Aromyx closes USD10m oversubscribed Series A funding round

Aromyx, a specialist in applying biotechnology and data science to capture unique sensory data, has closed an oversubscribed USD10 million Series A round of financing led by Rabo Food&Ag Innovation Fund and SOZO Ventures. 

Existing investors Ulu Ventures, Radicle Growth, Capital Energy and Merus Capital also participated in the round. 
Aromyx has developed the largest database of human receptors, ingredients/chemicals and word descriptors in the world using a proprietary biotechnology platform. Aromyx tests consumer products and ingredients against these receptors to quantitatively determine how a person would perceive that product. Aromyx then applies this unique data to understand individual consumers’ perceptions and preferences and help customers design better products. Smell and taste are key factors in the buying decision for any consumer product, yet developers have struggled for centuries with subjective, highly variable data from human testing panels. As many industries move to online sales due to the pandemic and other market drivers, the need for brands to better communicate with and recommend products to their customers has increased dramatically.  The drive for more sustainable ingredients and products has further challenged brands to improve on traditional product development cycles to meet consumer demand.  These factors have created an explosion of demand for Aromyx’s testing services and actionable consumer insights.

Aromyx tested over 100 products for customers in 2020, and is on track to more than triple that number in 2021 as capacity ramps up. The Series A funding will be used to help Aromyx increase capacity and automation capabilities, generate more data, improve AI algorithms, and expand its lab and software teams to meet this growing industry demand.
“The key to unlocking the promise of biotechnology and data science’s role in driving product creation and reformulation is understanding the nuances. Aromyx’s technology allows consumer preferences to be understood from a geographic to individual level, and map perception across products,” says Richard O’Gorman, MD Rabo Food&Ag Innovation Fund. “Aromyx can have a dramatic impact on the speed at which sustainable and healthier food products reach the market. As food producers continuously reformulate products to become healthier and more sustainable, Aromyx’s technology can help determine which innovations will best meet consumer demand, allowing healthier, tasty and successful products to reach the market faster. Cracking the code on measuring scent and taste perception has set Aromyx up to be able to understand consumer preferences around entirely new categories like alternative proteins, understand the emotional aspects of food and flavour, and recommend products consumers can’t taste or smell before purchase. We are blown away by the promise of their technology and look forward to helping fuel their continued growth.”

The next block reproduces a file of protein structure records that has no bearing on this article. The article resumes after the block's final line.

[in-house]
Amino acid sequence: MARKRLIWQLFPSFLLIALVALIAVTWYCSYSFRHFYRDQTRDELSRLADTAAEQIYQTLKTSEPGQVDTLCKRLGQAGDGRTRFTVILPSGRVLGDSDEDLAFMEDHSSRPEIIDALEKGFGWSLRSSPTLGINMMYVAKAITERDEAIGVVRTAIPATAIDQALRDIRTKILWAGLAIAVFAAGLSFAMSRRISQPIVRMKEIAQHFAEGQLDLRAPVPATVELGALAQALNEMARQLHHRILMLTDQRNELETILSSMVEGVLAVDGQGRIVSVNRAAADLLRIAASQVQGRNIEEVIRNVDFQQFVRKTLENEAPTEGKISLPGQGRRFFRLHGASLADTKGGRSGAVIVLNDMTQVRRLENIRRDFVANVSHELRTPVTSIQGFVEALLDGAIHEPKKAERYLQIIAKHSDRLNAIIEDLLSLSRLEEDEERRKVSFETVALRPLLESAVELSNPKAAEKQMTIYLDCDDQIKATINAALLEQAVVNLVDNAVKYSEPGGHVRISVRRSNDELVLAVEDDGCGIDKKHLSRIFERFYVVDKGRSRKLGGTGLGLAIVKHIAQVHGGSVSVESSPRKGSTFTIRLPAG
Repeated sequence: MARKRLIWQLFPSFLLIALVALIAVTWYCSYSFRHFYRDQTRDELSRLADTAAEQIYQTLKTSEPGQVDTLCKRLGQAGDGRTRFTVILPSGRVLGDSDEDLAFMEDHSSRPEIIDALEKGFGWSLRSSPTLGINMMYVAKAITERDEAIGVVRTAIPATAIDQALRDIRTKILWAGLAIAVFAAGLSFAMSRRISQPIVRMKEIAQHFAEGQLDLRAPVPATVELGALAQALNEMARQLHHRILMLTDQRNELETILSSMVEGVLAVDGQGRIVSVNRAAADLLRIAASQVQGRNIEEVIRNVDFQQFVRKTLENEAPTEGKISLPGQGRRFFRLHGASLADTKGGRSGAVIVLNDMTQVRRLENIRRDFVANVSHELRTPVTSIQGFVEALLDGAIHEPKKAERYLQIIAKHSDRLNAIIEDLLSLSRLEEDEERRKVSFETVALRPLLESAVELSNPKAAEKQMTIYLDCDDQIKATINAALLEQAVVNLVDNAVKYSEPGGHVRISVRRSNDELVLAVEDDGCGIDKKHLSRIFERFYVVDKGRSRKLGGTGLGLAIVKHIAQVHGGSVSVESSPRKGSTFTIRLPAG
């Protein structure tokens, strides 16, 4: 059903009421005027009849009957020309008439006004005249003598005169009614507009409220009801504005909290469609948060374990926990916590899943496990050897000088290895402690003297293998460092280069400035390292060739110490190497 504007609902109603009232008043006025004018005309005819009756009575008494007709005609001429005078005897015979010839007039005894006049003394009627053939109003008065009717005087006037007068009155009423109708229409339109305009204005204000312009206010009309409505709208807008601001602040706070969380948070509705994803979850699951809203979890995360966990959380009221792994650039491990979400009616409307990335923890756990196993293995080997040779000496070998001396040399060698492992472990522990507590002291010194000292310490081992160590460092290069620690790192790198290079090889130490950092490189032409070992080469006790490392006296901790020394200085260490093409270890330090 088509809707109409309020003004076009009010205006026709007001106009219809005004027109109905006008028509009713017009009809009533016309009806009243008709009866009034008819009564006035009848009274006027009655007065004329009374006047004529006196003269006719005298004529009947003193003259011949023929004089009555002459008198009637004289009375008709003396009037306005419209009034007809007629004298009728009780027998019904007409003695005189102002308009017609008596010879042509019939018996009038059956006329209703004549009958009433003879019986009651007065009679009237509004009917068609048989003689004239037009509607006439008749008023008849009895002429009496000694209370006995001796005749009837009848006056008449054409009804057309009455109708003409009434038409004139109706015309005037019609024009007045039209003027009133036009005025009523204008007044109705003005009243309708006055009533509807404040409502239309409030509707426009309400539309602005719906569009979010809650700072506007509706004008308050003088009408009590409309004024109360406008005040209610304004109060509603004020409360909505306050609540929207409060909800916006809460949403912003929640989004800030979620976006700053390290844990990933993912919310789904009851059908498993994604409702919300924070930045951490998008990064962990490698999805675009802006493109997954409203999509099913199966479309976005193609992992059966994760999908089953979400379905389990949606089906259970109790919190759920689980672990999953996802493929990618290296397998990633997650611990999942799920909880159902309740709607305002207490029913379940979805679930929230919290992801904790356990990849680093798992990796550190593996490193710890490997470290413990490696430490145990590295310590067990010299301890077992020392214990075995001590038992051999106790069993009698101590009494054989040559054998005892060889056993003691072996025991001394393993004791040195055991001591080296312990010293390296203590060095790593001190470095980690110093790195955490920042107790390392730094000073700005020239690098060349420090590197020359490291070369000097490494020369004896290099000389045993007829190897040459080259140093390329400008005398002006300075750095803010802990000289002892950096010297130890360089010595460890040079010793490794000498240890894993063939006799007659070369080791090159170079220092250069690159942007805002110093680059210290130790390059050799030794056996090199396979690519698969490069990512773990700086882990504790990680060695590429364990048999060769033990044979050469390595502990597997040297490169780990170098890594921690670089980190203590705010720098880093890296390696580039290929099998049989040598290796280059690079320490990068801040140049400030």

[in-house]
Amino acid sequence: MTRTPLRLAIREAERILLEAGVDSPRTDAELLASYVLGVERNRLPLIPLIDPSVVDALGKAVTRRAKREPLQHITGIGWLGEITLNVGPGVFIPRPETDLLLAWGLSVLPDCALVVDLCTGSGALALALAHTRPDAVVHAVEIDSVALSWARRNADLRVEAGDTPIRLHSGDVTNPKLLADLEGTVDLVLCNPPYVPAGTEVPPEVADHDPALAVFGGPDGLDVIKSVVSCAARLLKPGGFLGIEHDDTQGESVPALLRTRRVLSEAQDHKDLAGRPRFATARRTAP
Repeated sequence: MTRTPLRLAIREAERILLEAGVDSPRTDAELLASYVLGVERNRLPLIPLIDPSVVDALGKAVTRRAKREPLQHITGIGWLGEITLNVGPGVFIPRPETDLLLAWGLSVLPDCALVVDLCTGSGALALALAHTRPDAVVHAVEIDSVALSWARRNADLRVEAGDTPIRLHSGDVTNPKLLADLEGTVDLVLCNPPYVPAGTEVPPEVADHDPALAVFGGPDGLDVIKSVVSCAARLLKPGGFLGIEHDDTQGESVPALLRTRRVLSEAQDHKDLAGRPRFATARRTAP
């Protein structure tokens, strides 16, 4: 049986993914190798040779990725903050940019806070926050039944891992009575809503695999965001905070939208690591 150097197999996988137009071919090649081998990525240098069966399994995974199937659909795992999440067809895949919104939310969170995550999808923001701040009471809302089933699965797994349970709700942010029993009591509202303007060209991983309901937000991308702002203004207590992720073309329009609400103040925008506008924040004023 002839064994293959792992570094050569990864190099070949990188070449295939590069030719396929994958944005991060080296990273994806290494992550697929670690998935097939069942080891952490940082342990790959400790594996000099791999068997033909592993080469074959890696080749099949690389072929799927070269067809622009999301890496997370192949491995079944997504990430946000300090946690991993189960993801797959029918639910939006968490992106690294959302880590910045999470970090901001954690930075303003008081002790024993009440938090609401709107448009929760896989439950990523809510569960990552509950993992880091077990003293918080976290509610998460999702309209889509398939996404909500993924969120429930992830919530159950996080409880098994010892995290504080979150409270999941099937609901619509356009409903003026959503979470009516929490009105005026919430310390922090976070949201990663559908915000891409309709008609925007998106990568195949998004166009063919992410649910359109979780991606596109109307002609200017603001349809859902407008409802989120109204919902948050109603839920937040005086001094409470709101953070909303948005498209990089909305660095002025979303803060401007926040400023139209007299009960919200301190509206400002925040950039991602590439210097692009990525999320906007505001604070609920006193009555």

How two people perceive smell and taste can be highly variable and is something we lack the ability to communicate in a precise and accurate way. Aromyx’s sensing technology is the first to digitize and quantify the information from the human receptors from the nose and tongue. By capturing the highly sensitive detection ability of these receptors, Aromyx delivers data that will change how companies design products, target demographics, forecast trends, and solve global issues around health and sustainability. Aromyx’s products and services are in use at multiple Fortune 500 companies, in pharmaceuticals, chemicals, food & beverage and consumer packaged goods.
“We are thrilled to have the world’s largest food and ag investment bank alongside a group of highly regarded venture firms on our team as we help brands make better products through the delivery of impactful consumer insights and move to offer entirely new services to our clients based on our unique data,” says Josh Silverman, CEO, Aromyx. “The pandemic did much to accelerate the demand for our technology-from shining a light on the limitations of tasting panels, to food and beverage companies and others looking for online recommendation engines to help hesitant consumers confidently buy something they can't taste or smell before purchase. The challenge now is to keep pace with demand, and that’s certainly a good problem to have.”